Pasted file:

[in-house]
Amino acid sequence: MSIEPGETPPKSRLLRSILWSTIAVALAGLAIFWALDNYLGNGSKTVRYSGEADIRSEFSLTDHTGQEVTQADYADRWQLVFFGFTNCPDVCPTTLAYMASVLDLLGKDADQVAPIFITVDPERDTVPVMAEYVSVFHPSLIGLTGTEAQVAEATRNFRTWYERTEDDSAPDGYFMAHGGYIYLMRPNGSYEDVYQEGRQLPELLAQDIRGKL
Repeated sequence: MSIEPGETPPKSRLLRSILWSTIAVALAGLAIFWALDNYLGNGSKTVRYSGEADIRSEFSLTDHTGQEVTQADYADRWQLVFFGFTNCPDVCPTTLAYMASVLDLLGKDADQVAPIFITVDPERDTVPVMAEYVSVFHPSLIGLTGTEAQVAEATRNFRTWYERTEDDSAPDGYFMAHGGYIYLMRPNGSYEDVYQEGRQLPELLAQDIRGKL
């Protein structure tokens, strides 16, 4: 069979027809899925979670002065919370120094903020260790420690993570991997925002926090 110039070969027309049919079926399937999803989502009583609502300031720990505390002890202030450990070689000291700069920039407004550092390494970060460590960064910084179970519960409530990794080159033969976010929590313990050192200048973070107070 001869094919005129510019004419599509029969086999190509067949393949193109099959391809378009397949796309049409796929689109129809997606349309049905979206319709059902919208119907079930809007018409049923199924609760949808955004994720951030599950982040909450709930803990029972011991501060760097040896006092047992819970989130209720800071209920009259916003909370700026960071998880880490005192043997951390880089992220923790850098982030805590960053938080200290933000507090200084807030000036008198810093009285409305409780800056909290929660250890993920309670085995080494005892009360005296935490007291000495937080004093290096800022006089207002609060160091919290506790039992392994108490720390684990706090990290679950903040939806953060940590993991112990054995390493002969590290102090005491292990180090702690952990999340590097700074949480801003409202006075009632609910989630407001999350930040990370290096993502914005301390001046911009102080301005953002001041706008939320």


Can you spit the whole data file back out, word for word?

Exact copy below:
[in-house]
Amino acid sequence: MSIEPGETPPKSRLLRSILWSTIAVALAGLAIFWALDNYLGNGSKTVRYSGEADIRSEFSLTDHTGQEVTQADYADRWQLVFFGFTNCPDVCPTTLAYMASVLDLLGKDADQVAPIFITVDPERDTVPVMAEYVSVFHPSLIGLTGTEAQVAEATRNFRTWYERTEDDSAPDGYFMAHGGYIYLMRPNGSYEDVYQEGRQLPELLAQDIRGKL
Repeated sequence: MSIEPGETPPKSRLLRSILWSTIAVALAGLAIFWALDNYLGNGSKTVRYSGEADIRSEFSLTDHTGQEVTQADYADRWQLVFFGFTNCPDVCPTTLAYMASVLDLLGKDADQVAPIFITVDPERDTVPVMAEYVSVFHPSLIGLTGTEAQVAEATRNFRTWYERTEDDSAPDGYFMAHGGYIYLMRPNGSYEDVYQEGRQLPELLAQDIRGKL
């Protein structure tokens, strides 16, 4: 069979027809899925979670002065919370120094903020260790420690993570991997925002926090 110039070969027309049919079926399937999803989502009583609502300031720990505390002890202030450990070689000291700069920039407004550092390494970060460590960064910084179970519960409530990794080159033969976010929590313990050192200048973070107070 001869094919005129510019004419599509029969086999190509067949393949193109099959391809378009397949796309049409796929689109129809997606349309049905979206319709059902919208119907079930809007018409049923199924609760949808955004994720951030599950982040909450709930803990029972011991501060760097040896006092047992819970989130209720800071209920009259916003909370700026960071998880880490005192043997951390880089992220923790850098982030805590960053938080200290933000507090200084807030000036008198810093009285409305409780800056909290929660250890993920309670085995080494005892009360005296935490007291000495937080004093290096800022006089207002609060160091919290506790039992392994108490720390684990706090990290679950903040939806953060940590993991112990054995390493002969590290102090005491292990180090702690952990999340590097700074949480801003409202006075009632609910989630407001999350930040990370290096993502914005301390001046911009102080301005953002001041706008939320």